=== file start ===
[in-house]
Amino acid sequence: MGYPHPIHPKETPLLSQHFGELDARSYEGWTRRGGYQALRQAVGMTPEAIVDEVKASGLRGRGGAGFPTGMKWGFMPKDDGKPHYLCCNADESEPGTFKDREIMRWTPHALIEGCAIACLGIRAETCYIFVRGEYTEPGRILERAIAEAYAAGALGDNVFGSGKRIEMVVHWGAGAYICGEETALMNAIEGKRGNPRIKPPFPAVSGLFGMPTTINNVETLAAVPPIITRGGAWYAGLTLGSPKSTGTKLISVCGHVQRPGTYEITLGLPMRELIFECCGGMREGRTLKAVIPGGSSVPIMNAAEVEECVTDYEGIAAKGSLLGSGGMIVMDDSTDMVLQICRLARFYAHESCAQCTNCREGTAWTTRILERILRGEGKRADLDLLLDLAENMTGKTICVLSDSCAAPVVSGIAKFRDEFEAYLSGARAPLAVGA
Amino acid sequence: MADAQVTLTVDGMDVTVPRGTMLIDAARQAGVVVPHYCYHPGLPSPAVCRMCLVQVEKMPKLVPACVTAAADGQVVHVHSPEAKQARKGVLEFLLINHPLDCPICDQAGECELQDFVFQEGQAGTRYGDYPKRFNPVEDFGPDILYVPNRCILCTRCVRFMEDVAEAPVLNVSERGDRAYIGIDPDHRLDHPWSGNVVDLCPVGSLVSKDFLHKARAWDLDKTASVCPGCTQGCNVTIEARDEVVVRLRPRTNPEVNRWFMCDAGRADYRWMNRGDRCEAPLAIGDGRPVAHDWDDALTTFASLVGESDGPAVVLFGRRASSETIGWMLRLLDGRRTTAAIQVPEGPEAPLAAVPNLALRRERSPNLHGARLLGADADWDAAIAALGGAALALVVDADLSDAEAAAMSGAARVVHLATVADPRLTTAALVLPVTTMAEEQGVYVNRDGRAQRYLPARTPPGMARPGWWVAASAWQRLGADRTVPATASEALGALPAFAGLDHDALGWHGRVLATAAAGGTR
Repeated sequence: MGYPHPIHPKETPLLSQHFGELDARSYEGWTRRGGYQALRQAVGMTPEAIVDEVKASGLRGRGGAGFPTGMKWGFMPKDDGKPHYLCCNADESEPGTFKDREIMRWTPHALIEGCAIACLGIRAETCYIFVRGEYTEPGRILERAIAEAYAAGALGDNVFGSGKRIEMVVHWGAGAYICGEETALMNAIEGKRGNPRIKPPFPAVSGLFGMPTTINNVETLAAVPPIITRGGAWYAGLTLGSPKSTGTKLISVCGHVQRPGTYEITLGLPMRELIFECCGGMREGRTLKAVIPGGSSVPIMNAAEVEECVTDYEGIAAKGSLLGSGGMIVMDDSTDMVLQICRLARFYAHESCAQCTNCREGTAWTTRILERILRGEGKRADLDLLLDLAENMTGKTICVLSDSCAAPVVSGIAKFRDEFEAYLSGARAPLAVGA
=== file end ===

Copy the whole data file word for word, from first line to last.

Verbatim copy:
[in-house]
Amino acid sequence: MGYPHPIHPKETPLLSQHFGELDARSYEGWTRRGGYQALRQAVGMTPEAIVDEVKASGLRGRGGAGFPTGMKWGFMPKDDGKPHYLCCNADESEPGTFKDREIMRWTPHALIEGCAIACLGIRAETCYIFVRGEYTEPGRILERAIAEAYAAGALGDNVFGSGKRIEMVVHWGAGAYICGEETALMNAIEGKRGNPRIKPPFPAVSGLFGMPTTINNVETLAAVPPIITRGGAWYAGLTLGSPKSTGTKLISVCGHVQRPGTYEITLGLPMRELIFECCGGMREGRTLKAVIPGGSSVPIMNAAEVEECVTDYEGIAAKGSLLGSGGMIVMDDSTDMVLQICRLARFYAHESCAQCTNCREGTAWTTRILERILRGEGKRADLDLLLDLAENMTGKTICVLSDSCAAPVVSGIAKFRDEFEAYLSGARAPLAVGA
Amino acid sequence: MADAQVTLTVDGMDVTVPRGTMLIDAARQAGVVVPHYCYHPGLPSPAVCRMCLVQVEKMPKLVPACVTAAADGQVVHVHSPEAKQARKGVLEFLLINHPLDCPICDQAGECELQDFVFQEGQAGTRYGDYPKRFNPVEDFGPDILYVPNRCILCTRCVRFMEDVAEAPVLNVSERGDRAYIGIDPDHRLDHPWSGNVVDLCPVGSLVSKDFLHKARAWDLDKTASVCPGCTQGCNVTIEARDEVVVRLRPRTNPEVNRWFMCDAGRADYRWMNRGDRCEAPLAIGDGRPVAHDWDDALTTFASLVGESDGPAVVLFGRRASSETIGWMLRLLDGRRTTAAIQVPEGPEAPLAAVPNLALRRERSPNLHGARLLGADADWDAAIAALGGAALALVVDADLSDAEAAAMSGAARVVHLATVADPRLTTAALVLPVTTMAEEQGVYVNRDGRAQRYLPARTPPGMARPGWWVAASAWQRLGADRTVPATASEALGALPAFAGLDHDALGWHGRVLATAAAGGTR
Repeated sequence: MGYPHPIHPKETPLLSQHFGELDARSYEGWTRRGGYQALRQAVGMTPEAIVDEVKASGLRGRGGAGFPTGMKWGFMPKDDGKPHYLCCNADESEPGTFKDREIMRWTPHALIEGCAIACLGIRAETCYIFVRGEYTEPGRILERAIAEAYAAGALGDNVFGSGKRIEMVVHWGAGAYICGEETALMNAIEGKRGNPRIKPPFPAVSGLFGMPTTINNVETLAAVPPIITRGGAWYAGLTLGSPKSTGTKLISVCGHVQRPGTYEITLGLPMRELIFECCGGMREGRTLKAVIPGGSSVPIMNAAEVEECVTDYEGIAAKGSLLGSGGMIVMDDSTDMVLQICRLARFYAHESCAQCTNCREGTAWTTRILERILRGEGKRADLDLLLDLAENMTGKTICVLSDSCAAPVVSGIAKFRDEFEAYLSGARAPLAVGA